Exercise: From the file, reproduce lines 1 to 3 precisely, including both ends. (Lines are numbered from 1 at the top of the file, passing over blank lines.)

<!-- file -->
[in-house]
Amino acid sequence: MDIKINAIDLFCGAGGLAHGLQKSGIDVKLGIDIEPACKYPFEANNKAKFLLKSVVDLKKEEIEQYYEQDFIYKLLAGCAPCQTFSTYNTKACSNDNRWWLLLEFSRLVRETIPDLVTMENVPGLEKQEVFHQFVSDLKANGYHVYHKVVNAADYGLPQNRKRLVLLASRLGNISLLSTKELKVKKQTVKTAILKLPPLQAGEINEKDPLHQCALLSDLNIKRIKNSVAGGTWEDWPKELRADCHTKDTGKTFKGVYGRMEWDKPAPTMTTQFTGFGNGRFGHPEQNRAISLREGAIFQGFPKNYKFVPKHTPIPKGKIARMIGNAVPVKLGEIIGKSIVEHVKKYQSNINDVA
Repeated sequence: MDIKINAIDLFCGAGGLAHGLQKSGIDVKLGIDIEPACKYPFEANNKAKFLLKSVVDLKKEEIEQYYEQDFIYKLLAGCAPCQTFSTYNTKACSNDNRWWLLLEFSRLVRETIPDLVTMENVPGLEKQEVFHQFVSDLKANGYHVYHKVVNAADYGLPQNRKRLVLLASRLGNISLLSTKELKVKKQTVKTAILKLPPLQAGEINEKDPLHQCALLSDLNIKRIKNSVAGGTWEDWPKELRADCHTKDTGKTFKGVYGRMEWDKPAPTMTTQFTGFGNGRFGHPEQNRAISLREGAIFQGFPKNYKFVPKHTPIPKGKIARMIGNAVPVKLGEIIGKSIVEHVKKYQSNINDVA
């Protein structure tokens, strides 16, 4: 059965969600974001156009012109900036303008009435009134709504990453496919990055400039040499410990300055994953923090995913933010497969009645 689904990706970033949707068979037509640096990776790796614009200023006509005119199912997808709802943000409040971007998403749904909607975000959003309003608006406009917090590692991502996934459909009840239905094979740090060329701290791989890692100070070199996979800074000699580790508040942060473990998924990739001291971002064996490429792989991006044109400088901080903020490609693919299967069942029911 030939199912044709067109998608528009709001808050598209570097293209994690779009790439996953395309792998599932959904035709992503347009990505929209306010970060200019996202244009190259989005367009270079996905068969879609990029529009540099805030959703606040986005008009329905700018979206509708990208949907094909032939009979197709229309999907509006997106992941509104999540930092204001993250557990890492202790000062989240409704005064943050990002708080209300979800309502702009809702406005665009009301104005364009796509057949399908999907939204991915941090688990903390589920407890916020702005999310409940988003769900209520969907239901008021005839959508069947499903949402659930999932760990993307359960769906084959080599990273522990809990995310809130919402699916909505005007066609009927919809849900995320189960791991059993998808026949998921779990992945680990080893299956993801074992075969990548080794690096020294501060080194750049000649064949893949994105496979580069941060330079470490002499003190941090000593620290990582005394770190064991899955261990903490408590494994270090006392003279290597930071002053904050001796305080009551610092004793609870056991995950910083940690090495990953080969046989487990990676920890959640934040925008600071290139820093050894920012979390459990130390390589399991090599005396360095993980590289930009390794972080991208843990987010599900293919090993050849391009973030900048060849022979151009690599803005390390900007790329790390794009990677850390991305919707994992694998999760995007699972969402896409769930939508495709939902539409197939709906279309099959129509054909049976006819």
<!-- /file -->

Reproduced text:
[in-house]
Amino acid sequence: MDIKINAIDLFCGAGGLAHGLQKSGIDVKLGIDIEPACKYPFEANNKAKFLLKSVVDLKKEEIEQYYEQDFIYKLLAGCAPCQTFSTYNTKACSNDNRWWLLLEFSRLVRETIPDLVTMENVPGLEKQEVFHQFVSDLKANGYHVYHKVVNAADYGLPQNRKRLVLLASRLGNISLLSTKELKVKKQTVKTAILKLPPLQAGEINEKDPLHQCALLSDLNIKRIKNSVAGGTWEDWPKELRADCHTKDTGKTFKGVYGRMEWDKPAPTMTTQFTGFGNGRFGHPEQNRAISLREGAIFQGFPKNYKFVPKHTPIPKGKIARMIGNAVPVKLGEIIGKSIVEHVKKYQSNINDVA
Repeated sequence: MDIKINAIDLFCGAGGLAHGLQKSGIDVKLGIDIEPACKYPFEANNKAKFLLKSVVDLKKEEIEQYYEQDFIYKLLAGCAPCQTFSTYNTKACSNDNRWWLLLEFSRLVRETIPDLVTMENVPGLEKQEVFHQFVSDLKANGYHVYHKVVNAADYGLPQNRKRLVLLASRLGNISLLSTKELKVKKQTVKTAILKLPPLQAGEINEKDPLHQCALLSDLNIKRIKNSVAGGTWEDWPKELRADCHTKDTGKTFKGVYGRMEWDKPAPTMTTQFTGFGNGRFGHPEQNRAISLREGAIFQGFPKNYKFVPKHTPIPKGKIARMIGNAVPVKLGEIIGKSIVEHVKKYQSNINDVA